Damar Hamlin Reveals Cause of His Cardiac Arrest: ‘Leading Cause of Death in Youth Athletes’


April 18, 2023

Damar Hamlin has revealed the cause of his cardiac arrest after the Buffalo Bills safety collapsed on the field in January.

During a press conference on Tuesday, Hamlin, 25, said he was diagnosed with commotio cordis and described the condition as “a direct blow at a specific point in your heartbeat that cause cardiac arrest, and five to seven seconds later, you fall out.”

According to Dr. Gordon F. Tomaselli on behalf of the American Heart Association, commotio cordis is “a rare cardiac arrest immediately following a blow to the chest” that “induces a potentially lethal heart rhythm disturbance, or arrhythmia, called ventricular fibrillation.”

Hamlin told reporters that commotio cordis is “the leading cause of death in youth athletes across all sports” and he’ll be “personally taking a step” to combat that statistic and raise awareness.

Hamlin, who hopes the awareness will lead to greater education and access to CPR, also took a moment to thank the medical professionals who treated him “with the care of their children,” he said.

“First, I want to just start with saying I’m thankful and I’m blessed,” said Hamlin, who went on to shout out the “wonderful medical staff” and his “wonderful coaches and teammates” in Buffalo.

During Tuesday’s presser, Hamlin said he is planning to return to the sport now that he’s been cleared by medical professionals. “I plan on making a comeback to the NFL,” Hamlin confirmed.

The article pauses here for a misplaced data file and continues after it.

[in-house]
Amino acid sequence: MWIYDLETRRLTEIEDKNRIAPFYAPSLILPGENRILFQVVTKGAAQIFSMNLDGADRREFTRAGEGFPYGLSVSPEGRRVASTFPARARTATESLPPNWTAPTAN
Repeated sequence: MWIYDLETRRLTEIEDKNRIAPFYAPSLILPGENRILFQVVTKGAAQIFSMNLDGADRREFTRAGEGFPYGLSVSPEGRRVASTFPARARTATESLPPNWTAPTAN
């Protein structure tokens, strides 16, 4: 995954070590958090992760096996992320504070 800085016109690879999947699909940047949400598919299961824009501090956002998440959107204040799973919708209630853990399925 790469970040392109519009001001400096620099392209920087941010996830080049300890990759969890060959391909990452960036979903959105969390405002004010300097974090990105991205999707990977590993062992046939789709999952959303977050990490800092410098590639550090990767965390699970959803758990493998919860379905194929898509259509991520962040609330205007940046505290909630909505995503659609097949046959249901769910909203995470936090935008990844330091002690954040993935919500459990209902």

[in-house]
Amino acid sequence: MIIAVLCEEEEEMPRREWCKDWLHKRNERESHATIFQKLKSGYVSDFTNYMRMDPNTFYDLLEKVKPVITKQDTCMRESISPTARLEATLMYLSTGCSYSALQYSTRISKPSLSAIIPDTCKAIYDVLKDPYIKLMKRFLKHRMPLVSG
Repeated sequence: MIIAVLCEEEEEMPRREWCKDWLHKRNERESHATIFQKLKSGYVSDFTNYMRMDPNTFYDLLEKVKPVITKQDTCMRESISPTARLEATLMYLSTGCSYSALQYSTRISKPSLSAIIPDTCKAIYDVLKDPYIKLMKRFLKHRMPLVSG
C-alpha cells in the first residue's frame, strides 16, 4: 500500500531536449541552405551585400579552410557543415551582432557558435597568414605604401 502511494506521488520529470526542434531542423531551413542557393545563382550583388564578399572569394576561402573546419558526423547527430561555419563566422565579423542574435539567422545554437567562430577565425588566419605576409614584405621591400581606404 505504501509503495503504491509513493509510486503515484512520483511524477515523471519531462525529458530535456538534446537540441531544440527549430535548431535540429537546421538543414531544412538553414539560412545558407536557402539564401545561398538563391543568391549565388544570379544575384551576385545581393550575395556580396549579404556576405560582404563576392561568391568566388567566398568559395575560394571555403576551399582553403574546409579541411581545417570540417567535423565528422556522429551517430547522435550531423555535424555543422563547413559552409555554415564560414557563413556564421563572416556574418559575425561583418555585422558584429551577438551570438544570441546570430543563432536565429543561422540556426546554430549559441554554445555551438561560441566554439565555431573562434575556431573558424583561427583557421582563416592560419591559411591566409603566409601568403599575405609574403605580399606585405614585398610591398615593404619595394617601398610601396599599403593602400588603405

“I got a long journey to go, but I’m committed to it each day,” said Hamlin. “So I thank everybody for being on this journey with me.”

Buffalo Bills general manager Brandon Beane told reporters on Tuesday that Hamlin is medically cleared to play again.

“He’s fully cleared, he’s here and…he’s in a great headspace to come back and make his return,” Beane said during a press conference.

In February, a month after Hamlin said the Bills and Cincinnati Bengals medical teams saved his life, the NFL star told Good Morning America he “eventually” wanted to play football again, but was leaving that decision “in God’s hands.”

In March, Hamlin joined Senate Majority Leader Chuck Schumer and Congressman Brian Higgins in Washington on Wednesday to support the Access to AEDs Act.

“The Access to AEDs Act would direct the U.S. Secretary of Health and Human Services to award grants to elementary and secondary schools in partnership with nonprofit healthcare organizations,” according to a press release issued by the congressman’s office. “The grants will support the development and implementation of programs that promote access to defibrillators in schools.”

During the event, Hamlin recounted his experience with cardiac arrest and offered statistics around how often young athletes also experience it.

“Sudden cardiac arrest happens to more than 7,000 kids under the age of 18 every year in our country,” he continued. “The majority of the kids impacted are student athletes. Research shows that one in every 300 youth has an undetected heart condition that puts them at risk.”

According to the American Heart Association, CPR can improve the chances of survival until emergency medical assistance arrives. Over 356,000 cardiac arrests occur outside a hospital in the United States annually. It is often fatal if proper steps aren’t taken immediately.

Added Hamlin on Wednesday, “For schools that have AEDs, the survival rate for the children from sudden cardiac arrest is seven times higher. The Access to AEDs Act will help ensure that schools are just as prepared and trained to respond in a time of crisis as those on the sideline of an NFL game.”

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